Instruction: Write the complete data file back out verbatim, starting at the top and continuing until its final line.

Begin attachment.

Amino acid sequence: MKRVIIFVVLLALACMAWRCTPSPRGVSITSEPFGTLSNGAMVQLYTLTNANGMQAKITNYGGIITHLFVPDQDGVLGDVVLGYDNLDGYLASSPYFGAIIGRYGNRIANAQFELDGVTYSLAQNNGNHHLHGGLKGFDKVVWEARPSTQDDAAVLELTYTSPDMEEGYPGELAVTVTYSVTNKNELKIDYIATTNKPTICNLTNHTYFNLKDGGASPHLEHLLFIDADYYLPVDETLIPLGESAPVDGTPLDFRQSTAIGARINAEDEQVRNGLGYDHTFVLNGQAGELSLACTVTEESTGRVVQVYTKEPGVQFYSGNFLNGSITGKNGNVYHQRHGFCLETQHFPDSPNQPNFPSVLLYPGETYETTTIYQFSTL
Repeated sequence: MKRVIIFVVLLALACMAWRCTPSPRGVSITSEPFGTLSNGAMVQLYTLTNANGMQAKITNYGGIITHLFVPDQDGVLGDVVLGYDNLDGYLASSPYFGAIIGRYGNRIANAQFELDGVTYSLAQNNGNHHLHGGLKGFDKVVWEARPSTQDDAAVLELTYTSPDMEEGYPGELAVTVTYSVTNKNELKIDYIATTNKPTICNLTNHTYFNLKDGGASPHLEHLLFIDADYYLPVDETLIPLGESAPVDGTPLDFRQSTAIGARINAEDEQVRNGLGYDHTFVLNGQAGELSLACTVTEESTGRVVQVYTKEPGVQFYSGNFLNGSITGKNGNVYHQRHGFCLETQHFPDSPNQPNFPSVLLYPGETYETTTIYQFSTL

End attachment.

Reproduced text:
Amino acid sequence: MKRVIIFVVLLALACMAWRCTPSPRGVSITSEPFGTLSNGAMVQLYTLTNANGMQAKITNYGGIITHLFVPDQDGVLGDVVLGYDNLDGYLASSPYFGAIIGRYGNRIANAQFELDGVTYSLAQNNGNHHLHGGLKGFDKVVWEARPSTQDDAAVLELTYTSPDMEEGYPGELAVTVTYSVTNKNELKIDYIATTNKPTICNLTNHTYFNLKDGGASPHLEHLLFIDADYYLPVDETLIPLGESAPVDGTPLDFRQSTAIGARINAEDEQVRNGLGYDHTFVLNGQAGELSLACTVTEESTGRVVQVYTKEPGVQFYSGNFLNGSITGKNGNVYHQRHGFCLETQHFPDSPNQPNFPSVLLYPGETYETTTIYQFSTL
Repeated sequence: MKRVIIFVVLLALACMAWRCTPSPRGVSITSEPFGTLSNGAMVQLYTLTNANGMQAKITNYGGIITHLFVPDQDGVLGDVVLGYDNLDGYLASSPYFGAIIGRYGNRIANAQFELDGVTYSLAQNNGNHHLHGGLKGFDKVVWEARPSTQDDAAVLELTYTSPDMEEGYPGELAVTVTYSVTNKNELKIDYIATTNKPTICNLTNHTYFNLKDGGASPHLEHLLFIDADYYLPVDETLIPLGESAPVDGTPLDFRQSTAIGARINAEDEQVRNGLGYDHTFVLNGQAGELSLACTVTEESTGRVVQVYTKEPGVQFYSGNFLNGSITGKNGNVYHQRHGFCLETQHFPDSPNQPNFPSVLLYPGETYETTTIYQFSTL